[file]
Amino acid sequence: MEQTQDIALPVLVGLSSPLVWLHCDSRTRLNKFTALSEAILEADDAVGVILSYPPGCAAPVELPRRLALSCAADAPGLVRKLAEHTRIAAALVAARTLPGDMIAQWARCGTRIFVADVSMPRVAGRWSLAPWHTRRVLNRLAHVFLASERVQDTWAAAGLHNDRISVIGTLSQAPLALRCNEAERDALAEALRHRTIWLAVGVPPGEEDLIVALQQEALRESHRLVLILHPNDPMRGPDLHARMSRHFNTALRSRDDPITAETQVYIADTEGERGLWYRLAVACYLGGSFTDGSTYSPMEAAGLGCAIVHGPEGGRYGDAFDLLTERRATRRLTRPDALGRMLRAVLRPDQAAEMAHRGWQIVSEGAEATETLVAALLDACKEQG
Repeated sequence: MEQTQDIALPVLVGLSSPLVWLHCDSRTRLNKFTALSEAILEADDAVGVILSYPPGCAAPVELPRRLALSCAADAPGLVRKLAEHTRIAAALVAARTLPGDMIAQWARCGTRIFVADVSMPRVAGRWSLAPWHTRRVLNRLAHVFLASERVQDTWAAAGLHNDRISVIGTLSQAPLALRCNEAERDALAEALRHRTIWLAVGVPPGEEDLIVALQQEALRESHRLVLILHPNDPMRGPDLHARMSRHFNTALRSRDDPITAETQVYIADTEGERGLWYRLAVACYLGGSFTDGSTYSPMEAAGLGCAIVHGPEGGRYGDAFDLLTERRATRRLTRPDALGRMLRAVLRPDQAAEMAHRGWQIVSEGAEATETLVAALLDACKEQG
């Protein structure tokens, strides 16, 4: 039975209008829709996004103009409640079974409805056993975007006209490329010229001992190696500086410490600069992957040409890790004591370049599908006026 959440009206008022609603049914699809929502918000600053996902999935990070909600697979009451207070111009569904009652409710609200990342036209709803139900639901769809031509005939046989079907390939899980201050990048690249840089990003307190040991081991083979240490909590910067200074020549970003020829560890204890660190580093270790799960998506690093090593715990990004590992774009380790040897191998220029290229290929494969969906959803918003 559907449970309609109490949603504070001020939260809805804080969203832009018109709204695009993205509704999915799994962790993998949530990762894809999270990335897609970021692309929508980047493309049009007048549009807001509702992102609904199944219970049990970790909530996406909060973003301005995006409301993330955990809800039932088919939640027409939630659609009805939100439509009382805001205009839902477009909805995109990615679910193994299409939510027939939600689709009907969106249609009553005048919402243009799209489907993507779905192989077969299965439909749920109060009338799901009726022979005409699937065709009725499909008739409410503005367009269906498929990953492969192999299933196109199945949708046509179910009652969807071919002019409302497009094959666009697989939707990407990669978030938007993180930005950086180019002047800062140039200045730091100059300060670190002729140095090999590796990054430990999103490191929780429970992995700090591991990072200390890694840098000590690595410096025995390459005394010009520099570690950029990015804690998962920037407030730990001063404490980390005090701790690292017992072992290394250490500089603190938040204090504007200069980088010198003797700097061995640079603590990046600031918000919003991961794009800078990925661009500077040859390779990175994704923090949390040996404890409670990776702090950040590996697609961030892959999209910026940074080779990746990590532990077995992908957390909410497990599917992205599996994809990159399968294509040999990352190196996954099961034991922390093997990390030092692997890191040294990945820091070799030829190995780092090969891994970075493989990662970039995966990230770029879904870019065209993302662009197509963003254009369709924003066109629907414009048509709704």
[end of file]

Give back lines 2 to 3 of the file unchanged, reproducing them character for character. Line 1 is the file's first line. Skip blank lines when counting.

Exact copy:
Repeated sequence: MEQTQDIALPVLVGLSSPLVWLHCDSRTRLNKFTALSEAILEADDAVGVILSYPPGCAAPVELPRRLALSCAADAPGLVRKLAEHTRIAAALVAARTLPGDMIAQWARCGTRIFVADVSMPRVAGRWSLAPWHTRRVLNRLAHVFLASERVQDTWAAAGLHNDRISVIGTLSQAPLALRCNEAERDALAEALRHRTIWLAVGVPPGEEDLIVALQQEALRESHRLVLILHPNDPMRGPDLHARMSRHFNTALRSRDDPITAETQVYIADTEGERGLWYRLAVACYLGGSFTDGSTYSPMEAAGLGCAIVHGPEGGRYGDAFDLLTERRATRRLTRPDALGRMLRAVLRPDQAAEMAHRGWQIVSEGAEATETLVAALLDACKEQG
């Protein structure tokens, strides 16, 4: 039975209008829709996004103009409640079974409805056993975007006209490329010229001992190696500086410490600069992957040409890790004591370049599908006026 959440009206008022609603049914699809929502918000600053996902999935990070909600697979009451207070111009569904009652409710609200990342036209709803139900639901769809031509005939046989079907390939899980201050990048690249840089990003307190040991081991083979240490909590910067200074020549970003020829560890204890660190580093270790799960998506690093090593715990990004590992774009380790040897191998220029290229290929494969969906959803918003 559907449970309609109490949603504070001020939260809805804080969203832009018109709204695009993205509704999915799994962790993998949530990762894809999270990335897609970021692309929508980047493309049009007048549009807001509702992102609904199944219970049990970790909530996406909060973003301005995006409301993330955990809800039932088919939640027409939630659609009805939100439509009382805001205009839902477009909805995109990615679910193994299409939510027939939600689709009907969106249609009553005048919402243009799209489907993507779905192989077969299965439909749920109060009338799901009726022979005409699937065709009725499909008739409410503005367009269906498929990953492969192999299933196109199945949708046509179910009652969807071919002019409302497009094959666009697989939707990407990669978030938007993180930005950086180019002047800062140039200045730091100059300060670190002729140095090999590796990054430990999103490191929780429970992995700090591991990072200390890694840098000590690595410096025995390459005394010009520099570690950029990015804690998962920037407030730990001063404490980390005090701790690292017992072992290394250490500089603190938040204090504007200069980088010198003797700097061995640079603590990046600031918000919003991961794009800078990925661009500077040859390779990175994704923090949390040996404890409670990776702090950040590996697609961030892959999209910026940074080779990746990590532990077995992908957390909410497990599917992205599996994809990159399968294509040999990352190196996954099961034991922390093997990390030092692997890191040294990945820091070799030829190995780092090969891994970075493989990662970039995966990230770029879904870019065209993302662009197509963003254009369709924003066109629907414009048509709704």